First, let's understand what multi-store is all about. Suppose you've set up a nice-looking online store selling products using OpenCart. And you're happy with it as it's rolling on and you're making sales.

      Now, however, you're planning to set up a variety of products, but you realize that it would be too much to include everything in the same store.

      So you've come up with a solution to set up different subdomains for each major category. For example, "electronics.mysite.com" sells all the products related to electronics in the same way that "books.mysite.com" represents your online book store. This kind of setup is certainly beneficial in that you can have a different look and feel for each subdomain according to the type of product it represents.

      For the moment, assume that you're not familiar with the multi-store setup of OpenCart. Generally speaking, you would copy and duplicate the OpenCart installation for every subdomain and do the same for the database as well. So as you can see, every time you want to set up a new subdomain store, you need to duplicate the code and database.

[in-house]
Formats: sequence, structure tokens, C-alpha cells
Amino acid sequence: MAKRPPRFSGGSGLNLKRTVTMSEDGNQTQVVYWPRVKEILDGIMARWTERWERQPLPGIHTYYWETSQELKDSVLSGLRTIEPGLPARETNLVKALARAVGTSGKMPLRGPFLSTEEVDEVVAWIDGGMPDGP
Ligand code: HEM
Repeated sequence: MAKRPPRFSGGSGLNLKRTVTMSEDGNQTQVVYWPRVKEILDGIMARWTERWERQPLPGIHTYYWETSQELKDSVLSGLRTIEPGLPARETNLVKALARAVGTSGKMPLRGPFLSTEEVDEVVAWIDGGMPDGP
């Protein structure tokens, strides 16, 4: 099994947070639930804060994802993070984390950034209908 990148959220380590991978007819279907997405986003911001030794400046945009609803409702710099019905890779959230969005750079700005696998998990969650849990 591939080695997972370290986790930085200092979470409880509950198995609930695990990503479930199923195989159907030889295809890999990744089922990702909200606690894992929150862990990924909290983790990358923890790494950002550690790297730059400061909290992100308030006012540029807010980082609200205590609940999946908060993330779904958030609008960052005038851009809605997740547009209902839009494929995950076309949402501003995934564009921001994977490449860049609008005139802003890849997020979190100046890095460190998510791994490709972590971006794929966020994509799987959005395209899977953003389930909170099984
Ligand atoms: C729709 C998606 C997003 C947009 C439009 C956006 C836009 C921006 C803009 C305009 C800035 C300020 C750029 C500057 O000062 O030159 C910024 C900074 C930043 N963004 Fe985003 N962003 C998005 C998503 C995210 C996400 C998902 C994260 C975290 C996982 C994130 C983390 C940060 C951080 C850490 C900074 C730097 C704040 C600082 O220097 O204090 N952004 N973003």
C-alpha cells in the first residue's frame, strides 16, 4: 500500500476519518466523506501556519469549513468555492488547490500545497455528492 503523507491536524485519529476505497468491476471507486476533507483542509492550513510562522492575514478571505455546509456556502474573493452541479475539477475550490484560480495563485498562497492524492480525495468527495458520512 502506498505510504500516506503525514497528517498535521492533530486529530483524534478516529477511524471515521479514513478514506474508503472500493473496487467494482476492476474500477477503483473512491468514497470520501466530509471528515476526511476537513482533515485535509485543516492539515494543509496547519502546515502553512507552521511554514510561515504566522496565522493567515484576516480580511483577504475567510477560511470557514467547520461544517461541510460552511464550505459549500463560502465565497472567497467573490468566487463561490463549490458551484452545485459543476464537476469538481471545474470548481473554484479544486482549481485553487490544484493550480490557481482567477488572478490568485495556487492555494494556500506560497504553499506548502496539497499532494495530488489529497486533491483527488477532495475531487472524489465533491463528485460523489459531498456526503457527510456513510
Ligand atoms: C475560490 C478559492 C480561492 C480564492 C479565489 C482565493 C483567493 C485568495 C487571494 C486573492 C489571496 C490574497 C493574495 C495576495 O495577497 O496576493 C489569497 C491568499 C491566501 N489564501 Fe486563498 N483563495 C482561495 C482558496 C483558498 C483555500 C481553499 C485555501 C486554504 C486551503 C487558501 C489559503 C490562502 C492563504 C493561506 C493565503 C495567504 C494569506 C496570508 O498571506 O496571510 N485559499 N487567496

Although it may sound easy at first, you'll soon realize that it's really difficult to manage all the subdomain sites. Also during the OpenCart version upgrade process, you need to do the same for every subdomain. On top of that, if you're using a lot of third-party extensions, you need to manage that for each and every store.

      The multi-store feature comes to the rescue. This feature allows you to set up multiple stores using a single installation of OpenCart. Yes: You can set up as many stores you would like, using just a single installation.

      Set Up the New Subdomain

      Before we move ahead to set up the new store in the OpenCart back-end, you'll need to make sure you've already set up the new subdomain or domain pointing to the same default OpenCart installation. You can do that using the control panel of your hosting provider. We won't go into the details of creating a new subdomain, as this is something outside the scope of this tutorial.

      For the rest of the tutorial, we'll consider "www.myexamplestore.com" as our main default OpenCart installation and "store1.myexamplestore.com" as our new store. So I assume that "store1.myexamplestore.com" is also pointing to the same document root as that of the "http://www.myexamplestore.com".